Story Times

Mondays,10 a.m.; Tuesdays, 1:30 p.m., and Thursdays, 3:30 p.m.  Children listen to stories, sing songs, and do craft activities.  March themes include rainbows, St. Patrick’s Day, and lions and lambs.

TODDLER TIME – Tuesdays at 10 a.m. Toddlers and their parent/caregiver enjoy songs, stories, movement activities and a craft

LEGO CLUB: Thursdays at 3:30 p.m. Everyone is welcome.

Book Reviews

BOOK REVIEWS

By Christina Van Horn

Former Boston Globe Editor

 

EDITOR’S NOTE: When I started writing these reviews, I included a quote about libraries at the top of the section. To make my intent clear to our readers, I have started using a sub head, “Libraries cum laude” above the quote. The reviews themselves will begin below the quote. I hope these quotes will inspire everyone who uses and loves libraries.

 Libraries’ cum laude:

 “Libraries are the foundation of a democratic society, a home away from home, and the key to a wider world.”                                                                        –  Ellen Kirschman, psychologist and author

 

A Tale and the Time Being, 2013

by Ruth Ozeki

To maintain a reader’s interest, every book requires a main plot and several underlying plots  that weave in and about their parent to keep the action moving.

But Ruth Ozeki and her editor clearly subscribe to the more-than-you-can buffet approach of reading and editing, forgetting that often less is more. In this one book, set in contemporary Japan, we are deluged with disquisitions on Silicone Valley, parental suicide, philosophers Heidegger, Montaigne and Dogan, the first Japanese woman to be hung, anarchist Emma Goldman,  Fukijama, Kamaikaze pilots, WW II Japanese officer brutality toward other officers, a 104-year-old Buddhist nun living in a crumbling convent, the Changhou massacre, pet deaths in British Columbia, global warming, writer’s block, teenage abuse and child prostitution.

I may have overlooked a topic or two, but for all intents and purposes, overlook this novel as you peruse the shelves for something to read.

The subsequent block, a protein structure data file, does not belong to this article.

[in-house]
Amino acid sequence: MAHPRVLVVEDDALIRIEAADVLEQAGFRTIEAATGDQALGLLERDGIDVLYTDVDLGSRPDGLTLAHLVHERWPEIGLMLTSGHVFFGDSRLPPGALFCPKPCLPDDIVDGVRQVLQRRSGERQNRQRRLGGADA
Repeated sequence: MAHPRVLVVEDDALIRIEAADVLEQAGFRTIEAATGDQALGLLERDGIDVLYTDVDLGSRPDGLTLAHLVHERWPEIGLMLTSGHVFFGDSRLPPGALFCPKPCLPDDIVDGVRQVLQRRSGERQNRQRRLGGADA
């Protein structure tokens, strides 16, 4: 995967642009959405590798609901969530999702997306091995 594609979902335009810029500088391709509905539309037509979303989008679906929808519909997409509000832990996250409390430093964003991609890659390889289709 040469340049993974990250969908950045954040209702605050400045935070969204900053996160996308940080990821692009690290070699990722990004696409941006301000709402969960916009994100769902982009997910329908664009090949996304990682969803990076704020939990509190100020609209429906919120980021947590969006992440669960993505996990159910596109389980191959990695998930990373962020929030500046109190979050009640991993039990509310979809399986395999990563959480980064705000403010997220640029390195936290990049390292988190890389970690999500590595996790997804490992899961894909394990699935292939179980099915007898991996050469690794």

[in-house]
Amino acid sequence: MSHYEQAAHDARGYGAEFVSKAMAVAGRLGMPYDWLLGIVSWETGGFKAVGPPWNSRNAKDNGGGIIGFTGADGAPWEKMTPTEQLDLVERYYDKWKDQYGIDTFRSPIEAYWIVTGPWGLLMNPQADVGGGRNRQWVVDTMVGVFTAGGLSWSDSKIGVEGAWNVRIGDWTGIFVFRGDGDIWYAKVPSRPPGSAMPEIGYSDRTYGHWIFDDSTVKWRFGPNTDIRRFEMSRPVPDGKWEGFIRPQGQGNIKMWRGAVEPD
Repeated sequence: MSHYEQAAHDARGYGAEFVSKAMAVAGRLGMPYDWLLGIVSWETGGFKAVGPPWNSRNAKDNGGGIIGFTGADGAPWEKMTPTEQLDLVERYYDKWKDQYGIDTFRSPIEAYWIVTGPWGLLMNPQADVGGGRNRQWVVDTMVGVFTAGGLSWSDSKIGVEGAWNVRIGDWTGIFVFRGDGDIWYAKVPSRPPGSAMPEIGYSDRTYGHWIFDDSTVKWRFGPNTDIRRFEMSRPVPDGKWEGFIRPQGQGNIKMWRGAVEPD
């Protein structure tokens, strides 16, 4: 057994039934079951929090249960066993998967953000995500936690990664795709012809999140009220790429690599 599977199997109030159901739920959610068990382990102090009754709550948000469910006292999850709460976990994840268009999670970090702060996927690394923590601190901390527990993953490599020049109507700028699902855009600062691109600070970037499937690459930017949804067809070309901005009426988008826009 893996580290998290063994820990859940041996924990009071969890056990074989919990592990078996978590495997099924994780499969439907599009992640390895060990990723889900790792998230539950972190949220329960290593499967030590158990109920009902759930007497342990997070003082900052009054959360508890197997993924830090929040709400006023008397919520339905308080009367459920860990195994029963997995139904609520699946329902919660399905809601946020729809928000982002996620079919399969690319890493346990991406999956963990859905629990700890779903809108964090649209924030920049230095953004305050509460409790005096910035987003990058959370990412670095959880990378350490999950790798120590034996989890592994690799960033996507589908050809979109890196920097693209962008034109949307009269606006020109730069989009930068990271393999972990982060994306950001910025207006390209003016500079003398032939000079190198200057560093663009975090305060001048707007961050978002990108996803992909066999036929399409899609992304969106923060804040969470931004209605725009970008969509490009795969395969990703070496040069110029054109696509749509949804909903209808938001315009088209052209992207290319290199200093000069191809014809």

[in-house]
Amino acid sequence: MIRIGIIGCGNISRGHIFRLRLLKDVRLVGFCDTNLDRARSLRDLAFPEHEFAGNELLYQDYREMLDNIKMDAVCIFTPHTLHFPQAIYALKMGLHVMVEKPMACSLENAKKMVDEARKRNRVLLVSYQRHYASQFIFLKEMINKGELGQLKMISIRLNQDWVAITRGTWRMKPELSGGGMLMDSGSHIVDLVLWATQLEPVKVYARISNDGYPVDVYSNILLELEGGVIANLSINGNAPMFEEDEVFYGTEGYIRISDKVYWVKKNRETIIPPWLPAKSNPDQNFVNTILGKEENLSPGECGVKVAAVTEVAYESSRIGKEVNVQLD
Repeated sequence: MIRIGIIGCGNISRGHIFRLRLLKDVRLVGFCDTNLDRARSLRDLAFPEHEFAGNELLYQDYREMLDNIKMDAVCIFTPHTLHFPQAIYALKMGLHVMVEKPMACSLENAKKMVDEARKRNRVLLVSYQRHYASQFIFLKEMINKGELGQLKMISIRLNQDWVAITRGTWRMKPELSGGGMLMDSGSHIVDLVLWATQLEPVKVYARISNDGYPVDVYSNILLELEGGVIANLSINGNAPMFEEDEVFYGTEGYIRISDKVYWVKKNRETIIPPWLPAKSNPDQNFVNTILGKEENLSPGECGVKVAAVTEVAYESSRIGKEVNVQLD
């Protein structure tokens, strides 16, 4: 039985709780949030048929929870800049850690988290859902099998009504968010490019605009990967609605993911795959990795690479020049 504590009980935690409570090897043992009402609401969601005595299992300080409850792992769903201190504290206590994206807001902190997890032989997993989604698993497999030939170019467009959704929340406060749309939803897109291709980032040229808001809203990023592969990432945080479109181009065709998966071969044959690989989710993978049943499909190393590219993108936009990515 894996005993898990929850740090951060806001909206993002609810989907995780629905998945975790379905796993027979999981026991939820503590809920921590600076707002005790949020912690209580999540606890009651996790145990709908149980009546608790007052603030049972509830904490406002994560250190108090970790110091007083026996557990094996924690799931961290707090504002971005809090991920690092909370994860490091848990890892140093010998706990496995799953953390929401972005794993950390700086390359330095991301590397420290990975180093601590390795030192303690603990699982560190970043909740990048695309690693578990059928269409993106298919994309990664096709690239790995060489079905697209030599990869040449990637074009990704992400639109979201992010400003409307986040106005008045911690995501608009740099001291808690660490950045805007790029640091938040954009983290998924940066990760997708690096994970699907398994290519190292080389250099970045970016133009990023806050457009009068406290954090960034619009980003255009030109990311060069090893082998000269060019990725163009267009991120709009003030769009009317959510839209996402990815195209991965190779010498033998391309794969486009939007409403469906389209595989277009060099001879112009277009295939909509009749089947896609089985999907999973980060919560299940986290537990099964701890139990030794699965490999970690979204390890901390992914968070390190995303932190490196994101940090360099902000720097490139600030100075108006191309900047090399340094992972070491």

Outcasts United, 2009

By Warren St. John

This story about a Jordanian woman and her determination to help refugee boys resettled in the sanctuary city of Clarkson, GA, is as inspiring and heartwarming a tale as you will ever read.

Luma Mufleh organized a soccer team to keep young boys off the streets. This was no easy feat in the small, blue-collar town whose neighborhoods had to undergo radical change as refugees moved in from countries many people had never heard of, let alone dreamed that refugees would one day be their neighbors.

Mufleh was no pushover and made her players toe the line, often incurring conflict and heartbreak. In return, she turned her players into a team to be contended with in its league and within Clarkson itself, which was far from easy..

The author provides informative context as to how sanctuary cities are organized and the consequences for the refugees and the cities themselves.  This process transforms everyone involved, but not without anger, stress and eventually positive growth. Outcasts United is a remarkable story and, through a ragtag group of boys, infuses meaning into our country’s heritage of offering refuge to our teeming shores.

Rating:  *****

 

Spider Bones, 2010

by Kathy Reich

This mystery, starring Kathy Reich’s character forensic scientist Temperance Brennan, is a prime example of how far mysteries have evolved from the village mysteries first conceived by Agatha Christie. In Spider Bones, Brennan is called in to identify a body found in Quebec. However,  it turns out to be the body of an American ex-soldier “Spider” killed in South Vietnam in 1968.  Brennan travels to Hawaii to check US military records as the body, identified as Lowery, may not actually be Lowery. After exhuming the remains buried under Lowery’s name, she checks the US military records kept on Pearl Harbor.

The plot then twists and turns as Brennan finds more contradictions in the military records and finds herself and her daughter in danger. Reich keeps upping the scientific ante as Brennan’s research depends on DNA in all its complexities, eventually solving the identities of long-lost bodies and longtime marriages and mothers who weren’t quite as they seemed.

The book is not only an entertaining romp but it also offers extensive information about how DNA works its life spiral.

 

Rating:  *****

Trustees Meeting

The Epsom Public Library Trustees will meet on Monday,  April 3, at 6:30 pm. at the Epsom Public Library.

Friends of the Library

The next meeting of the Friends of the Library will be April 17 13, at 7 p.m. at the library. New members are always welcome.